Dick Walters is the president of Patient Choices at End of Life Vermont. The article below is his reflection on the 2011-2012 legislative session which came to a close on Saturday, May 5th.
The majority of Vermonters support the Death with Dignity bill. They can be proud of the progress made in the 2011-2012 legislative session toward enactment of this civil right. The issue has gained real momentum in the state capital.
The Death with Dignity bill would give terminally ill patients with fewer than six months to live the option—the choice—to request medication that they would self-administer as a way to control the timing and manner of their death.
The recent death of Vermont Republican Congressman Richard Mallary demonstrated the real need for the bill. Congressman Mallary was a well-respected leader in our state, and for years he called for passage of this bill—even appearing at a press conference at the beginning of this biennium. Unfortunately, the bill was not passed before his terminal illness overcame him. The revelation that he took his own life without the benefit of the peaceful approach allowed by the bill reminded all of us why we are fighting for this change.
The progress made and momentum for passage is clear.
Governor Peter Shumlin is a vocal champion for the bill’s passage.
Speaker of the House Shap Smith, the most powerful legislator in Montpelier, supports the measure. He, this year, stated confidently that the House stood ready to pass the bill if it passed the Senate.
Citizen activism supporting the bill this year reached an incredible level. The 2-1 public support demonstrated in poll after poll came through in the thousands of phone calls and emails that poured into the statehouse urging passage.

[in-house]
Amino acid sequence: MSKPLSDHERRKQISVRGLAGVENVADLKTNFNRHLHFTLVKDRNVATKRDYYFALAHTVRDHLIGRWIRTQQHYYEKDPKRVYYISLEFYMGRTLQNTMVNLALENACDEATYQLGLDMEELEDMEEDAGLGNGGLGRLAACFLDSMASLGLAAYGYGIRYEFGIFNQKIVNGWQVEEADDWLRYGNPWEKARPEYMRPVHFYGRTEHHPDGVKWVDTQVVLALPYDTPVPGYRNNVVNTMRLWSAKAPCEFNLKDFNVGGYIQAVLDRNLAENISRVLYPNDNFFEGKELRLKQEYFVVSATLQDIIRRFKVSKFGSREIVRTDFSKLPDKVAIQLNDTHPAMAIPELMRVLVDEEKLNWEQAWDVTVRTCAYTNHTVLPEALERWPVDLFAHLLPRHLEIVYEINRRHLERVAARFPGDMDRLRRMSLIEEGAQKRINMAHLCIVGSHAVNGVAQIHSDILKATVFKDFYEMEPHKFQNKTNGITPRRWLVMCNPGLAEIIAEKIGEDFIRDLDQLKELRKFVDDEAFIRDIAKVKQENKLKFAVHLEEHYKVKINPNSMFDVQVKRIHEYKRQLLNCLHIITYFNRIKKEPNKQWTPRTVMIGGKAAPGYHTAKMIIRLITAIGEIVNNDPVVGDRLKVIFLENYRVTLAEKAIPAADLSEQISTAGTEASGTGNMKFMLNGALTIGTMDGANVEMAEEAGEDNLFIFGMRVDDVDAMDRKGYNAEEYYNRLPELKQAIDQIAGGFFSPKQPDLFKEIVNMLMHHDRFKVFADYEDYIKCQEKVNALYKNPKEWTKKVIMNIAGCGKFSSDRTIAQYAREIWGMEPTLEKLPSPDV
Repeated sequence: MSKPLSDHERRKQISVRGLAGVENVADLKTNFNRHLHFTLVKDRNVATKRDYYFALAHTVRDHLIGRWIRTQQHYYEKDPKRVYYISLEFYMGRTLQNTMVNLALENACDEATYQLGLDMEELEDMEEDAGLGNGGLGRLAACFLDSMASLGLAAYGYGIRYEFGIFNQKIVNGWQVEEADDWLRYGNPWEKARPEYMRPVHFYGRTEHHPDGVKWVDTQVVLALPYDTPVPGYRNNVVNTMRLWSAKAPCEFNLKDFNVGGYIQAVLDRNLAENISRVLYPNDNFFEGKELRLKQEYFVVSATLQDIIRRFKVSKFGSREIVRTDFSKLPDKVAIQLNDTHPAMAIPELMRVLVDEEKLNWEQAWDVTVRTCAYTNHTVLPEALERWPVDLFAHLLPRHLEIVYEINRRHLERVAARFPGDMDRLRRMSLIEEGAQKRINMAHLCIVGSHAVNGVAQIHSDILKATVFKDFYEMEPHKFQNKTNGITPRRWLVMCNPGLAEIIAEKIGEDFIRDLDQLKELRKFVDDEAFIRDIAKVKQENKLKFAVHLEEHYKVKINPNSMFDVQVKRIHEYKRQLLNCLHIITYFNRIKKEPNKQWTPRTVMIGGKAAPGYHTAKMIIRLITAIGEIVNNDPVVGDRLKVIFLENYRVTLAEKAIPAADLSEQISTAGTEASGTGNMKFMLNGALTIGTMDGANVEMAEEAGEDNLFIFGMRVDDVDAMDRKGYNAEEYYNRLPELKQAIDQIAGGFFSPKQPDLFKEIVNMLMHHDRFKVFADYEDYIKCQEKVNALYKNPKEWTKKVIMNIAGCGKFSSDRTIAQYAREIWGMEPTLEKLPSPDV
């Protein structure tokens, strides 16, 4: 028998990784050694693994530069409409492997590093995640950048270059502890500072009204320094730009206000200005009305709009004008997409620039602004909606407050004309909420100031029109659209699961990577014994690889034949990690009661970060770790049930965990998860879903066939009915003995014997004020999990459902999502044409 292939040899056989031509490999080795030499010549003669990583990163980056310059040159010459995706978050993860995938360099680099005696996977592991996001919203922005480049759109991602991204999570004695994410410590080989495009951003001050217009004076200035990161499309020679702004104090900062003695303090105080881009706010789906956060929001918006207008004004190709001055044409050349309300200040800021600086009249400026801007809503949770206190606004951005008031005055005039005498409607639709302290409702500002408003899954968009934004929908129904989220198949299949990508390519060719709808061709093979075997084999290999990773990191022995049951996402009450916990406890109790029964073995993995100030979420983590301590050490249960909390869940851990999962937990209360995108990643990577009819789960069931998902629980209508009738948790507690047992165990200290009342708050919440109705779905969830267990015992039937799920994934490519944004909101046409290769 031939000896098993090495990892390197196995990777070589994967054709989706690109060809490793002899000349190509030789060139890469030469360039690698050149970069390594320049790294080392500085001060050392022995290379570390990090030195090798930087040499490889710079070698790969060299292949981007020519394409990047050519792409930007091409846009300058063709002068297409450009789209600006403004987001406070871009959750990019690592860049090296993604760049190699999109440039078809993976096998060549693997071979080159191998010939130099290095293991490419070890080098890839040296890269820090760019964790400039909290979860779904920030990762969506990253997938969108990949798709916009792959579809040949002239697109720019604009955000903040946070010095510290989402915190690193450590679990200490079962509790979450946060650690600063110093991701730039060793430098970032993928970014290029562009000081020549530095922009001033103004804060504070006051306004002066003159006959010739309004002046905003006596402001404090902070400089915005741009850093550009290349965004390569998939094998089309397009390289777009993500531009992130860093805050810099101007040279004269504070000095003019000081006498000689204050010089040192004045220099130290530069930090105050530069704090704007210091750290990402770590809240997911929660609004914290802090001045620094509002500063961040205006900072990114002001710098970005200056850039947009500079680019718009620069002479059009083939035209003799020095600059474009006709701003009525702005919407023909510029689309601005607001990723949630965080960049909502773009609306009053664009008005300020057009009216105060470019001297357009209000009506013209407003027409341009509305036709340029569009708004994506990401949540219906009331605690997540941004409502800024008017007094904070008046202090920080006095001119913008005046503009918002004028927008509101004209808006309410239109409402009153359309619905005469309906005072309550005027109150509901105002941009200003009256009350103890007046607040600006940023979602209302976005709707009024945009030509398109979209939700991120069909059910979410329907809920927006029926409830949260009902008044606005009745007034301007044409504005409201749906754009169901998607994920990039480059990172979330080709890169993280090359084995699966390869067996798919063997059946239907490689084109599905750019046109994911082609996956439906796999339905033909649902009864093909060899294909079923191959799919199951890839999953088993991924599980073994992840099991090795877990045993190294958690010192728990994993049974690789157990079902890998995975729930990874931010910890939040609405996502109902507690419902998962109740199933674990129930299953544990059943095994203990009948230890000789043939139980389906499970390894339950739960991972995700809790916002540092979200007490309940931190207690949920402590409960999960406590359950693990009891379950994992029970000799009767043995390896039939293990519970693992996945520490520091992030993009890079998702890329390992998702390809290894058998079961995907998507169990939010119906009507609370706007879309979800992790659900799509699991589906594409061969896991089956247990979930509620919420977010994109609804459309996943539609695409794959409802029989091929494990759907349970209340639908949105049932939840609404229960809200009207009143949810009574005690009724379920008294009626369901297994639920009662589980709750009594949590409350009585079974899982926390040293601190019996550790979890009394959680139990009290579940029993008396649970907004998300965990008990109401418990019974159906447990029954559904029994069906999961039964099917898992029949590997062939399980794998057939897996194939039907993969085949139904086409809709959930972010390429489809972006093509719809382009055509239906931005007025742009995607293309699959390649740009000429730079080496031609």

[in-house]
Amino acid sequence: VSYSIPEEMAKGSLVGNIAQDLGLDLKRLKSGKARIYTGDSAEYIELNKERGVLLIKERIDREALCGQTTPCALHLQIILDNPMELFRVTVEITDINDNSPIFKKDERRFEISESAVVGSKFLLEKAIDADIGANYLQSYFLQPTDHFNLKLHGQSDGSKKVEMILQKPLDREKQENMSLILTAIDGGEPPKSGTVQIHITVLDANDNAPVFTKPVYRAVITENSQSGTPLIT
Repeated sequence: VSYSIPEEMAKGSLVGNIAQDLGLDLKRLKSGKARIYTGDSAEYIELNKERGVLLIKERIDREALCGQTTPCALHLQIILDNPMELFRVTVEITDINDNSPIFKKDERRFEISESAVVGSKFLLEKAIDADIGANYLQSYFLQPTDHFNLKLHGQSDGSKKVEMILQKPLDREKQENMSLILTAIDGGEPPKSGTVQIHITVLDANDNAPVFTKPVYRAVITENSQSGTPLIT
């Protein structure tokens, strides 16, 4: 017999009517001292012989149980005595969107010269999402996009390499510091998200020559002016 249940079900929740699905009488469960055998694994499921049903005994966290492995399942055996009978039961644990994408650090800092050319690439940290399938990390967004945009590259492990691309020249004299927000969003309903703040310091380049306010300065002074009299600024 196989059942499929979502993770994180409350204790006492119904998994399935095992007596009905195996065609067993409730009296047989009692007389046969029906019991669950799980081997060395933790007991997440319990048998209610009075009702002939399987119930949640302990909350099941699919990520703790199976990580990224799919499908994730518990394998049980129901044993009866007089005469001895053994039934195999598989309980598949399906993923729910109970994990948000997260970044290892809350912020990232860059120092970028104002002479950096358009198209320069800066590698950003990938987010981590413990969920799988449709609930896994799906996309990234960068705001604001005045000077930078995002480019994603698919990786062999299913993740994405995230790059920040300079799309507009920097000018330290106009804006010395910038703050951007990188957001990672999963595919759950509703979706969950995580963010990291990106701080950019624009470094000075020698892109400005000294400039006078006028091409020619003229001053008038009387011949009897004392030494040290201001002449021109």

Senate supporters showed that they are willing to fight for enactment of this important civil right. Despite the bill being hampered by procedural issues in the Statehouse, the Chair of the Senate Health Committee, Claire Ayer, showed real leadership by helping the issue break through the wrangling so it could be aired on the Senate floor.
This year’s Senate floor debate helped publicly discredit a number of the false claims made against the bill. The fourteen-year track record of the Oregon Death with Dignity law and the law’s success in Washington state came through in the debate as a sound and responsible foundation for Vermont to act upon.
The Senate floor action this year wasn’t on the merits of the bill so it doesn’t accurately reflect the Senators’ positions on the bill. The spirited two-hour discussion of the issue there this winter ended with a procedural vote that precluded a vote on the bill itself. WCAX-TV noted, “That 18-11 [vote] doesn’t necessarily indicate how the Senate stands on the issue…Several senators made a point Thursday to say this vote is about the rules and following the process. They were very specific about that.”
Change can be difficult, but lawmakers will find a way to pass a bill favored by most Vermonters. Our state’s history shows that Vermont has an instinct to lead in matters of civil rights. We believe we are well on the way to achieve this important step.
View full post on Death with Dignity National Center
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